As it turned out, he was there for the open mic and plays the keyboard. With a house funk beat. With the cape on.

I often get stuck in situations like these. I struggle to maintain casual conversation with the averagest of bears without my stomach squirting high octane nerve juice into my bloodstream. Trapped at the bar where my choices are intimate conversation with an adult Dracula impressionist or a room of fifty tight-collared strangers? Just tranquilize me.

I opted for the vampire, obviously. He was actually pretty nice. When the other side of the bar cleared of the private party, I holed up at my favorite spot in the back where I could hook up my laptop and listen to the open mic. It works out perfectly because no one bothers me but I can also claim that I’m out in the world being social. It’s kind of perfect. 

Except for last night. Last night I attracted a talker.

This is about right.

This is about right.

Usually I’m pretty good at spotting them when they don’t easily identify themselves with capes. At first I thought the table beside my was being used as a gig bag spot; there were backpacks and plastic bags and totes of all shapes and sizes. But then there was a helmet. And a person walking toward it all with a sense of territory. I’d made a terrible mistake. 

But my laptop was already on, my fries and drink already settled; to pack up and move to the other side of the room would perhaps have been even worse than sticking it out.  So I stayed. 

Sometimes my curiosity gets the best of me. I kept my head down, knowing what would happen if I dared to make eye contact for even a moment, but the pull was just too strong and for a second my eyelids flitted up and then it happened: he talked.

I’m actually able to endure a talker for quite a while. I can throw a few general responses in there to keep them going, and I’m pretty good at making up something that sounds fitting in the unexpected lulls where they’re anticipating a genuine response. But I can only do it for about ten minutes before I fear I’ve become visibly uncomfortable. I know I’m like a ticking time bomb in those moments; I can either exit the situation or make it incredibly obvious that I’m overwhelmingly rude and live like Gollum in a cave of carpet and cheese curls at home with my cats and can’t endure human contact for significant periods of time.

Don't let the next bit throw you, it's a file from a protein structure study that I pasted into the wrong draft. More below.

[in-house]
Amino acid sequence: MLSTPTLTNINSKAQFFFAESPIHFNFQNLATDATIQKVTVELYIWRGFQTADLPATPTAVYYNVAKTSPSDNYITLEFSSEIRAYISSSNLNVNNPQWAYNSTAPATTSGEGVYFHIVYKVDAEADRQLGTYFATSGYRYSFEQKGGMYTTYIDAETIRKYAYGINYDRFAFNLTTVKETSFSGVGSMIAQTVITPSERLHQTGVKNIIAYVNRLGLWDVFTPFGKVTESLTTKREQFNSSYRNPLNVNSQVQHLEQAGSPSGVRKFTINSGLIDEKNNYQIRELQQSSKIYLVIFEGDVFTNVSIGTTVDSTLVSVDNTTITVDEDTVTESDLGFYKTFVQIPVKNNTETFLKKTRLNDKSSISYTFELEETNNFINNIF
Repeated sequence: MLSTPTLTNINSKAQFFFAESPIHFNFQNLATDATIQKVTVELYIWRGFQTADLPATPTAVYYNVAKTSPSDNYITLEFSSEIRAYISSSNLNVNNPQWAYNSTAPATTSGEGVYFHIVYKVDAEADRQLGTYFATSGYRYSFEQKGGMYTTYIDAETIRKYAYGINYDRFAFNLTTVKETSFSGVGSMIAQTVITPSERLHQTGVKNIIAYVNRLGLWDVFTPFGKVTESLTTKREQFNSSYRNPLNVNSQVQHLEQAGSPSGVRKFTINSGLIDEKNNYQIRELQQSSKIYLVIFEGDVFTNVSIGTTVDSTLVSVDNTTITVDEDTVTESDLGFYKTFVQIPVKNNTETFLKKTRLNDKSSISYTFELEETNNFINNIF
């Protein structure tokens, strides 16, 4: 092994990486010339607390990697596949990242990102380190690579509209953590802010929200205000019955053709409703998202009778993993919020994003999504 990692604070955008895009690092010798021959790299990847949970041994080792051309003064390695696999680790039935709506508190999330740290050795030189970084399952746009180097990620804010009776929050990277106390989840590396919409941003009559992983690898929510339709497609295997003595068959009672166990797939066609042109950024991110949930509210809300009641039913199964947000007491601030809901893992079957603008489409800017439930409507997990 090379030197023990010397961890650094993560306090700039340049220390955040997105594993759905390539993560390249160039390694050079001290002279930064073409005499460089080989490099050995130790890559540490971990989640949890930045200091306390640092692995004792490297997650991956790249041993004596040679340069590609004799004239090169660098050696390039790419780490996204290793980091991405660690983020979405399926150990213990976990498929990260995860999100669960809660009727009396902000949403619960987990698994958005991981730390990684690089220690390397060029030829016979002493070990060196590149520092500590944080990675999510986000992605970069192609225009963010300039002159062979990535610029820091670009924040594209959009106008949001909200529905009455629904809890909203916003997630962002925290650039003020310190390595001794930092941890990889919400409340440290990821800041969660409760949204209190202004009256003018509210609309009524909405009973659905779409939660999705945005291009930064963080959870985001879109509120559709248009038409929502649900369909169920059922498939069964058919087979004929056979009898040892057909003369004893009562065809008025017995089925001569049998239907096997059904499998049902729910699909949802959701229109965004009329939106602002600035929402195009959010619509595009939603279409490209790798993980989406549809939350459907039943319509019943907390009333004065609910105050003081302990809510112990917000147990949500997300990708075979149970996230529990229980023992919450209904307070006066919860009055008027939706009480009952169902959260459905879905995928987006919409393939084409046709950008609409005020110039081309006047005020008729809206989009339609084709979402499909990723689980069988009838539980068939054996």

Babies have it so easy. I should have taken advantage of this more as a youngin.

Babies have it so easy. I should have taken advantage of this more as a youngin.

Just when I was considering sending Dave the emergency signal (“David, get me out of here or I’ll lose my shit in front of God and all these people”…it’s something like an ear tug or a nose wiggle or scooping my eye out with a soup spoon; I can never remember when I’m all angsty), I was sent an angel in the form of a friend.  Let’s call him Petey.  Petey is a friend with warm, inviting eyes, a hearty handshake and a face that makes you feel comfortable talking if you’re a talker.

So I left him there to rot.

I almost felt bad for a second, but the feeling of release was too euphoric to sense the guilt. I thought long and hard like Pooh Bear about every time I endured a talker as an act of martyrdom for my friends or for blog fodder or because I simply felt bad for the poor bastard.  I figured I’d paid my dues and it was high time I bow out and soak up the win. So I stared at my screen and pretended to be working on something very, very important.